I would avoid firing the other events because it either exposes information, in which case it's a security problem, or it exposes no information, in which case it's a useless API that will mislead authors.
Comment 4 Hans Muller 2012-02-13 12:50:58 PST
(In reply to comment #3)
> I would only fire 'load' and 'error'.
> 
> I would avoid firing the other events because it either exposes information, in which case it's a security problem, or it exposes no information, in which case it's a useless API that will mislead authors.

The loadend event, which is what I assume you're characterizing as "useless", enables doing work after either the load or error listeners have run.   That seems useful on the face of it, and I assume that's why the ProgressEvent spec includes loadend.
Comment 5 Ian 'Hixie' Hickson 2012-02-13 12:59:51 PST
"loadend" is basically uninteresting. It's just a shortcut to calling the same function from both the 'load' and 'error' handlers. It literally saves only a few characters:

   img.onloadend = function () { };

...vs:

   img.onload = img.onerror = function () { };
Comment 6 Hans Muller 2012-02-13 15:32:32 PST
(In reply to comment #5)
If only one image error/load listener is used and you're defining it yourself then I agree that  there's definitely not much value in having a loadend event.  If other code contributes image listeners, then there is value.  For example:

function notMyShowImageFunction(image, url)
{
    image.onload = doSomethingAtLoadTime;
    image.src = url;
}

image.onloadend = doThisAfterAllLoadListenersHaveRun;
notMyShowImageFunction(image, "...");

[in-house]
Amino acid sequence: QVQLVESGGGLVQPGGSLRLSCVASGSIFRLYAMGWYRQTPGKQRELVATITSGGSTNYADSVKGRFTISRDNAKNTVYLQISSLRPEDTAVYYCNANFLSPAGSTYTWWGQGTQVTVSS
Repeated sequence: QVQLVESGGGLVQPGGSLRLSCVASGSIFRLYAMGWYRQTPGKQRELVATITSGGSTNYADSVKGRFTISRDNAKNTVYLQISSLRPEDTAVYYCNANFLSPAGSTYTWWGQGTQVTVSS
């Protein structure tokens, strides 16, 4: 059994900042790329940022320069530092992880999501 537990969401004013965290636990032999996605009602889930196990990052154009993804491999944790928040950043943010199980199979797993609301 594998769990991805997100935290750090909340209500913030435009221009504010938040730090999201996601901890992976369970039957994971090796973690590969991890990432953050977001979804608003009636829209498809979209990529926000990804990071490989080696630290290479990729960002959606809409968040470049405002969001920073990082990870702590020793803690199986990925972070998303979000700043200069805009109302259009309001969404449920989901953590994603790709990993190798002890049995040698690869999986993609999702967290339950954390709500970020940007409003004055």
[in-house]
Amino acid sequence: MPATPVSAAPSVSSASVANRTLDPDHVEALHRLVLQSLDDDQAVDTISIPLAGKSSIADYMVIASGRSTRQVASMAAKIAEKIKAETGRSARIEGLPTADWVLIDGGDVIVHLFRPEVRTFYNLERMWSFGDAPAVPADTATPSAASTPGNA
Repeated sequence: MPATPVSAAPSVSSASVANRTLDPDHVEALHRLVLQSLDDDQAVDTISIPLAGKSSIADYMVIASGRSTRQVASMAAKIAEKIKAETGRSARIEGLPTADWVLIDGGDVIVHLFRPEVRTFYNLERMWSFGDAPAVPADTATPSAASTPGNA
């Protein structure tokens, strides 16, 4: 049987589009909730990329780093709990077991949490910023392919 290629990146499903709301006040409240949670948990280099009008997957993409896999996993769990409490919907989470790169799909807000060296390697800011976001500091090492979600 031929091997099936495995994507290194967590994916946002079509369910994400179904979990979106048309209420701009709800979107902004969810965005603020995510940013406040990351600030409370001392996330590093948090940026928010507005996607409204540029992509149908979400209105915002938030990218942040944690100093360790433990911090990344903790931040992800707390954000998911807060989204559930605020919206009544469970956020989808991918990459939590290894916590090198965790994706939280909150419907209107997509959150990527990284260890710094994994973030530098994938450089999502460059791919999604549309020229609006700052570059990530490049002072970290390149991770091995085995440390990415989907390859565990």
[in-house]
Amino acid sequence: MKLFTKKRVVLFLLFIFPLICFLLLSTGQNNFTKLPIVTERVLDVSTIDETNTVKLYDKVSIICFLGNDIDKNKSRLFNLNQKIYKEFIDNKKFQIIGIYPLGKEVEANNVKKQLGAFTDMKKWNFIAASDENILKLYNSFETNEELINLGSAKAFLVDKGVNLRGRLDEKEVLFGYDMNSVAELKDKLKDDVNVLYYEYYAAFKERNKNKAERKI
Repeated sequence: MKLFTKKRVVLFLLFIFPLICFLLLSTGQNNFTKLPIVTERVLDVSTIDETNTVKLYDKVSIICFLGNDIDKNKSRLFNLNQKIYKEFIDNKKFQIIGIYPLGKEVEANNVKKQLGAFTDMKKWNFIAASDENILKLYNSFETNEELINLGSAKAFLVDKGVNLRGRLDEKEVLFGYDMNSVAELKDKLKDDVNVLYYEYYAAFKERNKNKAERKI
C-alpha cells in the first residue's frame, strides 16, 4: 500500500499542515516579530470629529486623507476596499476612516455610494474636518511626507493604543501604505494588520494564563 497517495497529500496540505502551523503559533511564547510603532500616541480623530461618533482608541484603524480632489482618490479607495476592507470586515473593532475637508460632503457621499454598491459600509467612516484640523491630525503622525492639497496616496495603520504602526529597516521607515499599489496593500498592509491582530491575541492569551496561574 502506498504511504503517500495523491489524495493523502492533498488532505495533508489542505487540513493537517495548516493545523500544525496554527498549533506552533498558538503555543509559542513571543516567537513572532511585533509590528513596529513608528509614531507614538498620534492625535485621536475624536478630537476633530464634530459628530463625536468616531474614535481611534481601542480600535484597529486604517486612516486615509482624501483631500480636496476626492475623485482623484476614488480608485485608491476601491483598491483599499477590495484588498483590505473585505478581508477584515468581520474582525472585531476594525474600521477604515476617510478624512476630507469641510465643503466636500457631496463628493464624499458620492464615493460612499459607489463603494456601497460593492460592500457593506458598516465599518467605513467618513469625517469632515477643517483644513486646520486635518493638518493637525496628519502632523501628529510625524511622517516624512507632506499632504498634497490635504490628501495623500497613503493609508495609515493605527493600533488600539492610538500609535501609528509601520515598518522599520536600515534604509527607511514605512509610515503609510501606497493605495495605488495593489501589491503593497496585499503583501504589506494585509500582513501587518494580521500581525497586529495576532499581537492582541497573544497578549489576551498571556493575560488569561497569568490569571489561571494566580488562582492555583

Comment 7 Ian 'Hixie' Hickson 2012-02-15 21:21:30 PST
That seems like a rather obscure edge case, and you can work around it using setTimeout() (in the load/error event handler) anyway.
Comment 8 Dirk Schulze 2012-02-15 21:31:04 PST
(In reply to comment #7)
> That seems like a rather obscure edge case, and you can work around it using setTimeout() (in the load/error event handler) anyway.

Wouldn't it be better to move this discussion to #whatwg mailing list? I'd like to use bug reports for discussions about implementation details and not for general discussions about features.
Comment 9 Ian 'Hixie' Hickson 2013-01-03 16:52:40 PST
Spec updated.
Comment 10 Rudin 2013-05-21 03:50:25 PDT
Any news on this?
Image progress events were added to the HTML spec:
http://www.whatwg.org/specs/web-apps/current-work/#the-img-element

Want this, need this. Been able to do this in Flash like, back in '99.. ;-(
Comment 11 Yonatan 2014-01-22 06:53:31 PST
Does anyone know if this bug is scheduled to be fixed soon?
Comment 12 Martin P. 2015-02-15 07:49:26 PST
+1.

I'd like to see that implemented too.

It will especially by useful for the new <picture> tag and the srcset-attribute for <img> to know when another resource (eg. on orientation change) is being loaded...